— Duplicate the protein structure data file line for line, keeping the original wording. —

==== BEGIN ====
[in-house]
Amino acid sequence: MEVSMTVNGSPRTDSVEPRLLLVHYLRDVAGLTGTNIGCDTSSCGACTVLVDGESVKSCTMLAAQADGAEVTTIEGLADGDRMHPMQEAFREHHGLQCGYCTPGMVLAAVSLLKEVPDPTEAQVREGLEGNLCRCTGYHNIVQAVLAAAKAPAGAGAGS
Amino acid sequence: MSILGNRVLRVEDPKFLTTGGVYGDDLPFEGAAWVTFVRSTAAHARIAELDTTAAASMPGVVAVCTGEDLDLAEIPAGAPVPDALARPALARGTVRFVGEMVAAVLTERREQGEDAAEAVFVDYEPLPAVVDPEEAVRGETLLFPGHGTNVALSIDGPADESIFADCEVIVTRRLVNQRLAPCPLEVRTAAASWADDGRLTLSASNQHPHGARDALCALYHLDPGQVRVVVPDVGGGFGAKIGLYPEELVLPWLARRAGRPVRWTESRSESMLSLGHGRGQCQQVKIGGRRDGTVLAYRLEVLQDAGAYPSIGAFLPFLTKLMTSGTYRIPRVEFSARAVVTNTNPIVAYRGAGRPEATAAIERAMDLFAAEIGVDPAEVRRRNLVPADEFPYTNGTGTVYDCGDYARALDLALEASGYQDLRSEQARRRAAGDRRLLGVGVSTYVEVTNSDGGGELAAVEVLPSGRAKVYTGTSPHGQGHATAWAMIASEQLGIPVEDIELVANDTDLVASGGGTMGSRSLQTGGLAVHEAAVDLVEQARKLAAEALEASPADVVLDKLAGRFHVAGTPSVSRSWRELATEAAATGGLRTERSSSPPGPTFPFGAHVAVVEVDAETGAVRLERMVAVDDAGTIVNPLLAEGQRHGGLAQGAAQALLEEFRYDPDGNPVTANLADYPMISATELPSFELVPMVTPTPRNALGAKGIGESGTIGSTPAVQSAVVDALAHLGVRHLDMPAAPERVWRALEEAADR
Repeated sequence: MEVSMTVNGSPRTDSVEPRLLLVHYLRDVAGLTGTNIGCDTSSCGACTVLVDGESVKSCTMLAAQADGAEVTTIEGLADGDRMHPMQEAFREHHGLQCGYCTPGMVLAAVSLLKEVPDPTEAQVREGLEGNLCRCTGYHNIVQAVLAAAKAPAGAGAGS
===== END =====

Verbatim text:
[in-house]
Amino acid sequence: MEVSMTVNGSPRTDSVEPRLLLVHYLRDVAGLTGTNIGCDTSSCGACTVLVDGESVKSCTMLAAQADGAEVTTIEGLADGDRMHPMQEAFREHHGLQCGYCTPGMVLAAVSLLKEVPDPTEAQVREGLEGNLCRCTGYHNIVQAVLAAAKAPAGAGAGS
Amino acid sequence: MSILGNRVLRVEDPKFLTTGGVYGDDLPFEGAAWVTFVRSTAAHARIAELDTTAAASMPGVVAVCTGEDLDLAEIPAGAPVPDALARPALARGTVRFVGEMVAAVLTERREQGEDAAEAVFVDYEPLPAVVDPEEAVRGETLLFPGHGTNVALSIDGPADESIFADCEVIVTRRLVNQRLAPCPLEVRTAAASWADDGRLTLSASNQHPHGARDALCALYHLDPGQVRVVVPDVGGGFGAKIGLYPEELVLPWLARRAGRPVRWTESRSESMLSLGHGRGQCQQVKIGGRRDGTVLAYRLEVLQDAGAYPSIGAFLPFLTKLMTSGTYRIPRVEFSARAVVTNTNPIVAYRGAGRPEATAAIERAMDLFAAEIGVDPAEVRRRNLVPADEFPYTNGTGTVYDCGDYARALDLALEASGYQDLRSEQARRRAAGDRRLLGVGVSTYVEVTNSDGGGELAAVEVLPSGRAKVYTGTSPHGQGHATAWAMIASEQLGIPVEDIELVANDTDLVASGGGTMGSRSLQTGGLAVHEAAVDLVEQARKLAAEALEASPADVVLDKLAGRFHVAGTPSVSRSWRELATEAAATGGLRTERSSSPPGPTFPFGAHVAVVEVDAETGAVRLERMVAVDDAGTIVNPLLAEGQRHGGLAQGAAQALLEEFRYDPDGNPVTANLADYPMISATELPSFELVPMVTPTPRNALGAKGIGESGTIGSTPAVQSAVVDALAHLGVRHLDMPAAPERVWRALEEAADR
Repeated sequence: MEVSMTVNGSPRTDSVEPRLLLVHYLRDVAGLTGTNIGCDTSSCGACTVLVDGESVKSCTMLAAQADGAEVTTIEGLADGDRMHPMQEAFREHHGLQCGYCTPGMVLAAVSLLKEVPDPTEAQVREGLEGNLCRCTGYHNIVQAVLAAAKAPAGAGAGS